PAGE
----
• On 9 March 1994, another meeting took place among the four aforementioned parties and, after extensive discussion, agreement, ad referendum, was reached on a text, which was then sent to both Tunis and Washington for approval. At that time, it was suggested that Russia and U.K. sponsor the draft. Later on France indicated its willingness to sponsor the draft and it became known that other countries were willing to the same as well. It was the general feeling that agreement was achieved and that the Council was on its way to vote.
  • By the end of the day, of 9 March 1994, a sudden change occurred in the position of the U.S., indicating their unreadiness to vote, and it became obvious that the American wish not to take action was not directly linked to the text itself. An informal meeting of the Council, which was scheduled for that day, was cancelled.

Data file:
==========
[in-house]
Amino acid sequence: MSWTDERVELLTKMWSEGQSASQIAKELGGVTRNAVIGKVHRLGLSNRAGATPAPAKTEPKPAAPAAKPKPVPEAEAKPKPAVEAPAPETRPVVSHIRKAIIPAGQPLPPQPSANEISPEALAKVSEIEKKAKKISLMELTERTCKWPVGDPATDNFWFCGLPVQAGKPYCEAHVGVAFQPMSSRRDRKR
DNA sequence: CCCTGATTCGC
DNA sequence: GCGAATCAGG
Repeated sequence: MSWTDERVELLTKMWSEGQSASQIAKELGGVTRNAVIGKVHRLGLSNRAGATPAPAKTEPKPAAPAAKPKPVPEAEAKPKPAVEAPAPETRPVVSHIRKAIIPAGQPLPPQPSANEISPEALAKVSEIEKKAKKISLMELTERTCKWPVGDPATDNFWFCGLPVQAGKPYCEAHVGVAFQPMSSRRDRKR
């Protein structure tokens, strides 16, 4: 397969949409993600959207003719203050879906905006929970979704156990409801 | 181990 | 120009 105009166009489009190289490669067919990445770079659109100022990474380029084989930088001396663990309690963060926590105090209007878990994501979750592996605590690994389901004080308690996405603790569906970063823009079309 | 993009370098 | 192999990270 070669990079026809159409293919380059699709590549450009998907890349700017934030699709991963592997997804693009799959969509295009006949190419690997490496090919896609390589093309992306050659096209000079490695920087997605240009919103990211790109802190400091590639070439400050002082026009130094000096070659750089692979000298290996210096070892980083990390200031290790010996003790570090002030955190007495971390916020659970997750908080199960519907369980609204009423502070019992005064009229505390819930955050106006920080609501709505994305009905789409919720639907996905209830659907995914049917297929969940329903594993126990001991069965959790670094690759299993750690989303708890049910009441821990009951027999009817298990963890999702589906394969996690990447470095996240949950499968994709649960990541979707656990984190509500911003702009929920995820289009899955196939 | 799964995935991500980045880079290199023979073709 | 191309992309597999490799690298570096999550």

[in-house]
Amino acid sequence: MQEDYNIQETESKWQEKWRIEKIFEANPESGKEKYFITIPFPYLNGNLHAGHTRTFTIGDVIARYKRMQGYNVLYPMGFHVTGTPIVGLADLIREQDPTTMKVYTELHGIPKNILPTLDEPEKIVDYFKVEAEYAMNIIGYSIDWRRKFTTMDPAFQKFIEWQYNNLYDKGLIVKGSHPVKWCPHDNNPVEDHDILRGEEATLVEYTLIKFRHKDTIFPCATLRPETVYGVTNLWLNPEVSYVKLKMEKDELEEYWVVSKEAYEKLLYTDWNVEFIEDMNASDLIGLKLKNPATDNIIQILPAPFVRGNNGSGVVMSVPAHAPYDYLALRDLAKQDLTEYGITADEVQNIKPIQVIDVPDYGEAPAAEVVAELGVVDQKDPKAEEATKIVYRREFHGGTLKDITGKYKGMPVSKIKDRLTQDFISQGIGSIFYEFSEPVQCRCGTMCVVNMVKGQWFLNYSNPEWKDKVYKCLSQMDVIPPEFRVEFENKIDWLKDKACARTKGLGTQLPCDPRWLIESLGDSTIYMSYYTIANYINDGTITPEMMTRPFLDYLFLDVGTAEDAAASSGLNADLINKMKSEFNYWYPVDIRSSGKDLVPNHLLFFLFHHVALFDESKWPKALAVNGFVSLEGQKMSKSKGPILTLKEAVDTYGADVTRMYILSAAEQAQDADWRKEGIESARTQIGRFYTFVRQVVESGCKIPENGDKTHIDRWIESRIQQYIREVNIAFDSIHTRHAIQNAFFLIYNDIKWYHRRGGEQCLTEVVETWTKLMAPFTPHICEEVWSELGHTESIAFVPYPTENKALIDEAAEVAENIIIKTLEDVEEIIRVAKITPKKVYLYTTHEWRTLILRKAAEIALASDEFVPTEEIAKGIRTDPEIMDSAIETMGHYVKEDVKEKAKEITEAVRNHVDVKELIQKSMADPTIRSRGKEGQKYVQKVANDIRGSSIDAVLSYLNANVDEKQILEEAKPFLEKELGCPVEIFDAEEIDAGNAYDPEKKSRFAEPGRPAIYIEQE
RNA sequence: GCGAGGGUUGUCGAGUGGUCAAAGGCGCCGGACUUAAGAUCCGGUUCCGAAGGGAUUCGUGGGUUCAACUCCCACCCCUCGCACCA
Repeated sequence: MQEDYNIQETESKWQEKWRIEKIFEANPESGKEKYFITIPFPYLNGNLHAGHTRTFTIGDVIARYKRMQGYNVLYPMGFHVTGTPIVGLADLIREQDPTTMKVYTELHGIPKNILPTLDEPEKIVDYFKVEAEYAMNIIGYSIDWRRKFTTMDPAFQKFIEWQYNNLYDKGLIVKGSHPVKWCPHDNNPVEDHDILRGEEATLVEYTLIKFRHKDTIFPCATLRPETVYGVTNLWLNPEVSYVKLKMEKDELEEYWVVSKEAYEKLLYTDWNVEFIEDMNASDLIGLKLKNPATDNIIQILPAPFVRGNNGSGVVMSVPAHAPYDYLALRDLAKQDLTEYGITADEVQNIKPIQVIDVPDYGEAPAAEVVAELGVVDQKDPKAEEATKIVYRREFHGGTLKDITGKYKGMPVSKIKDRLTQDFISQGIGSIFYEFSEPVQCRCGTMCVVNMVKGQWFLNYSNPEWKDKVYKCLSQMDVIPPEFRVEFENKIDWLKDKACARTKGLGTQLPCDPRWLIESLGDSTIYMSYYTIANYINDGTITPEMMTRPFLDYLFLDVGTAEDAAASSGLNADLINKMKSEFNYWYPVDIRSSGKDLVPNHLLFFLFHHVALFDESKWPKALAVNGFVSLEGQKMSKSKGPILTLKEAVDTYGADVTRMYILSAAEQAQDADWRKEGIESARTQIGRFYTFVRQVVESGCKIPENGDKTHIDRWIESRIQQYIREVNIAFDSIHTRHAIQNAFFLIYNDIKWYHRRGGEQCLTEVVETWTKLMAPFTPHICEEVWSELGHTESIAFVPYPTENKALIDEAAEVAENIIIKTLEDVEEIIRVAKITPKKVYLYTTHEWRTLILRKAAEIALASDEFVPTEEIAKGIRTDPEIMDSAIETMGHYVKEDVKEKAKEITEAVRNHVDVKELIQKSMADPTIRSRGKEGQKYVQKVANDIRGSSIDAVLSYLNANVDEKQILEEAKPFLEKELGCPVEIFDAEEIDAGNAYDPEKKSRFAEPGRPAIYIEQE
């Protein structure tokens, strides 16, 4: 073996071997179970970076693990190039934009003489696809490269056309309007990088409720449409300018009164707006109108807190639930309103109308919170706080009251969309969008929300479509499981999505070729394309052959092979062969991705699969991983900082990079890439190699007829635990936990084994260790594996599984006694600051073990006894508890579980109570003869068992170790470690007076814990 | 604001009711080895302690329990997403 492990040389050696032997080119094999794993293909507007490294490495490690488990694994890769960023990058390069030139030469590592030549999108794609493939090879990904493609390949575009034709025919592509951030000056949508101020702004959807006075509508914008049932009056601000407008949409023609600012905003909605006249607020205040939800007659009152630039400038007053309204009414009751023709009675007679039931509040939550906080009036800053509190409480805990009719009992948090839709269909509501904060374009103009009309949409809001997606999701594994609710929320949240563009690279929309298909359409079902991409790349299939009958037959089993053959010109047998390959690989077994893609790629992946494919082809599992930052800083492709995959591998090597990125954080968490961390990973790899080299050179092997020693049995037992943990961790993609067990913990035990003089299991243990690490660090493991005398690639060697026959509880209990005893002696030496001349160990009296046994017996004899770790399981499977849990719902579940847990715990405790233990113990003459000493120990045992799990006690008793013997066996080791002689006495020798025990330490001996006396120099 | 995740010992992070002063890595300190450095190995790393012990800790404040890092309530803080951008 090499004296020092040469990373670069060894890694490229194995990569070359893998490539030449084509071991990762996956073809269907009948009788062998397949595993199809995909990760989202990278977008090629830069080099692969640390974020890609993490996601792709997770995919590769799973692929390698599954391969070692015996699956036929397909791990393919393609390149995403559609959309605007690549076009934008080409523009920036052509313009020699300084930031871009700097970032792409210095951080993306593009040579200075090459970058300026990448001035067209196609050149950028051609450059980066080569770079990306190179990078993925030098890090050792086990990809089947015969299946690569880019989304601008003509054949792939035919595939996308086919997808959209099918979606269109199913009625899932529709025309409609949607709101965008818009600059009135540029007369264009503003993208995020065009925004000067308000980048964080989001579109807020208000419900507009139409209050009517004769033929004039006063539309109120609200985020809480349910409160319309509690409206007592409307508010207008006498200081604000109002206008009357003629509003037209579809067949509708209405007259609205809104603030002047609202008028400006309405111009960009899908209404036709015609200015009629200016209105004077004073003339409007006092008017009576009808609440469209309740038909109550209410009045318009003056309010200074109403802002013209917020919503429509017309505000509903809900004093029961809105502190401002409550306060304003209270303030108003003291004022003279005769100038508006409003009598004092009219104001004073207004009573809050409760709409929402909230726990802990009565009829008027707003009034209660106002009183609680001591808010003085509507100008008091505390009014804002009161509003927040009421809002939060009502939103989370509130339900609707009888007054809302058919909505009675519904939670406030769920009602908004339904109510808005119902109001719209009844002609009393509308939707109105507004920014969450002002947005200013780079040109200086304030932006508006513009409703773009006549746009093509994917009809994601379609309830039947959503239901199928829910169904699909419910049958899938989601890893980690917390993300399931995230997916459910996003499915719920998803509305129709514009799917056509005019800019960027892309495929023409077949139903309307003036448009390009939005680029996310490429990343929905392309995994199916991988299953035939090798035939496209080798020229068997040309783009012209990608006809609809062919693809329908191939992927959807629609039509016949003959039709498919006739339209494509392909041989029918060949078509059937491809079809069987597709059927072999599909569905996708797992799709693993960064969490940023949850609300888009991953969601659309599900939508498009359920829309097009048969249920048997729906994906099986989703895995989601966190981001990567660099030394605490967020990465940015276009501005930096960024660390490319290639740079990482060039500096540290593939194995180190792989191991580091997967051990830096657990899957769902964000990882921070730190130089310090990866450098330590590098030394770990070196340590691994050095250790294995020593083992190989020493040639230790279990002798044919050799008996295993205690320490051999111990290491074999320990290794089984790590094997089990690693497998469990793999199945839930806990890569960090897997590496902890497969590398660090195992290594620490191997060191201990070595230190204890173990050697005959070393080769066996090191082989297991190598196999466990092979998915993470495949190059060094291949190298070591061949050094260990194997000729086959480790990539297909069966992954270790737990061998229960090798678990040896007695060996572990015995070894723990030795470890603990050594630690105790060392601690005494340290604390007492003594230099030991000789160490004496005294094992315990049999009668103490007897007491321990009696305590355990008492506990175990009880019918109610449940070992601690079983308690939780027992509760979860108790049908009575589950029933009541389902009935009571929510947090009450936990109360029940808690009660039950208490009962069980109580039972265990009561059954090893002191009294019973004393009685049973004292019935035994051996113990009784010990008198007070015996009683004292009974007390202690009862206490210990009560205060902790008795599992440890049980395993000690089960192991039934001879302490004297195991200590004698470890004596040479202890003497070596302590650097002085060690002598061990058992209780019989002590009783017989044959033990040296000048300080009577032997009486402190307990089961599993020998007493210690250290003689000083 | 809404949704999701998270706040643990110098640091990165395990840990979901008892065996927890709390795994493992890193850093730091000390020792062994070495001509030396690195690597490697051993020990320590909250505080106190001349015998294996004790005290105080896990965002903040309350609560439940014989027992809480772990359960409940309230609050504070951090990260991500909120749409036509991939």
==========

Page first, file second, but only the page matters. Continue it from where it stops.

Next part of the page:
• On the 10th of March, the Palestinian delegation undertook extensive consultations with members of the NAM caucus with the aim of having the resolution tabled by the caucus. The caucus also met with the Permanent Representative of the United States to explain its intention to proceed with the tabling of the resolution. She requested them to wait until the next day, when she would be in a position to definitively give them the final position of the U.S. on the resolution.
  • On 11 March 1994, the U.S. delegation informed the members of the caucus that they had no objection to the resolution being tabled but would rather have limited sponsorship of the resolution. The caucus decided that Djibouti, in its formal capacity as their coordinator. would co-sponsor the resolution. In addition, Russia, U.K., France and Spain also co-sponsored the draft, which was issued as document S/1994/280 on that date.